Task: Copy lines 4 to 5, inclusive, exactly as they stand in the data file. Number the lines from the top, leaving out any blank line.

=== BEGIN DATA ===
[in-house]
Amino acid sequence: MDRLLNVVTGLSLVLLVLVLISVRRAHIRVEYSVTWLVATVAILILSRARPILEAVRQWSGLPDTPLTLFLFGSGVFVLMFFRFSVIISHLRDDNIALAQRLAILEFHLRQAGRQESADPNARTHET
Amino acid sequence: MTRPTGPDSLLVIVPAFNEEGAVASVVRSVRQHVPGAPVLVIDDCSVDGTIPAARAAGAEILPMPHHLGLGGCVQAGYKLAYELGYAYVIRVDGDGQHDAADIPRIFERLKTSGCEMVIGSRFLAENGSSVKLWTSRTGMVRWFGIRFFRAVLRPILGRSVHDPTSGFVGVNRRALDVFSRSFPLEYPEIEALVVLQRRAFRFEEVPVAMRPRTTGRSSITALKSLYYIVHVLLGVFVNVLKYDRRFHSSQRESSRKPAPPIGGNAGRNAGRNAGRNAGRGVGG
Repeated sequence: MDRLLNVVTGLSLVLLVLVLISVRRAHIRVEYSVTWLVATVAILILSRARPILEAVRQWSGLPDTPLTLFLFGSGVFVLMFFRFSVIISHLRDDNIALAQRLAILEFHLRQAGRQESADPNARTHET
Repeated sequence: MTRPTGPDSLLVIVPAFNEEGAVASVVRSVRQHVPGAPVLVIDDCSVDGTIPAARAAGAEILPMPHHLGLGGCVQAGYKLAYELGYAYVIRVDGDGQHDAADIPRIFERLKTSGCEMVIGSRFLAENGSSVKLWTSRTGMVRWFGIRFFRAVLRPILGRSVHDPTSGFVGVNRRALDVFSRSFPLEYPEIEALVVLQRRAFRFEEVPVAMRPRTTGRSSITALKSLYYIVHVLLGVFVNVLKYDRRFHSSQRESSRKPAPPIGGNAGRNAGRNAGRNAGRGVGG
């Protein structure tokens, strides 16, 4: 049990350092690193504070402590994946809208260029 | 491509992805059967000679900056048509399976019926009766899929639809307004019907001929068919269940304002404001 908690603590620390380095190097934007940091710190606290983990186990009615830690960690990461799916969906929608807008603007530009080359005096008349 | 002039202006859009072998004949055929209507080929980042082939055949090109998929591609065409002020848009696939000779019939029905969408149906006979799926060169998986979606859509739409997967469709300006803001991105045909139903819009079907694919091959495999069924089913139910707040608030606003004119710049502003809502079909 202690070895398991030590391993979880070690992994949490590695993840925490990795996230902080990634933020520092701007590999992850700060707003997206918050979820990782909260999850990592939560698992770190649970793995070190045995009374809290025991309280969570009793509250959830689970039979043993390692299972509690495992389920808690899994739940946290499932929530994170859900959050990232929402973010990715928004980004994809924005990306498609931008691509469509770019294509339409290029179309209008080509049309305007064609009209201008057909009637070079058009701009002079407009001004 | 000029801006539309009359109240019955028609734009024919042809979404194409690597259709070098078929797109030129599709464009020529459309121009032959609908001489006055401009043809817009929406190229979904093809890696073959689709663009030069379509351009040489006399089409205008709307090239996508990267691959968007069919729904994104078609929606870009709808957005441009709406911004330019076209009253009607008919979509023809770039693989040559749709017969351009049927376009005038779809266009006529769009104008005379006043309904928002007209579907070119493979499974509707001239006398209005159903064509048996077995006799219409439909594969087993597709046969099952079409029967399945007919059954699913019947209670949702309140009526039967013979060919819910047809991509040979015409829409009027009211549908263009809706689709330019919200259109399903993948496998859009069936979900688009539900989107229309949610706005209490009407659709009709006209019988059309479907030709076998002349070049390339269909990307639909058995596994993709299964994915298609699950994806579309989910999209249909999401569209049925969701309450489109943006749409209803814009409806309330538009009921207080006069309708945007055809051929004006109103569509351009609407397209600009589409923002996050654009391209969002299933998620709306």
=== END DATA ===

Repeated sequence: MDRLLNVVTGLSLVLLVLVLISVRRAHIRVEYSVTWLVATVAILILSRARPILEAVRQWSGLPDTPLTLFLFGSGVFVLMFFRFSVIISHLRDDNIALAQRLAILEFHLRQAGRQESADPNARTHET
Repeated sequence: MTRPTGPDSLLVIVPAFNEEGAVASVVRSVRQHVPGAPVLVIDDCSVDGTIPAARAAGAEILPMPHHLGLGGCVQAGYKLAYELGYAYVIRVDGDGQHDAADIPRIFERLKTSGCEMVIGSRFLAENGSSVKLWTSRTGMVRWFGIRFFRAVLRPILGRSVHDPTSGFVGVNRRALDVFSRSFPLEYPEIEALVVLQRRAFRFEEVPVAMRPRTTGRSSITALKSLYYIVHVLLGVFVNVLKYDRRFHSSQRESSRKPAPPIGGNAGRNAGRNAGRNAGRGVGG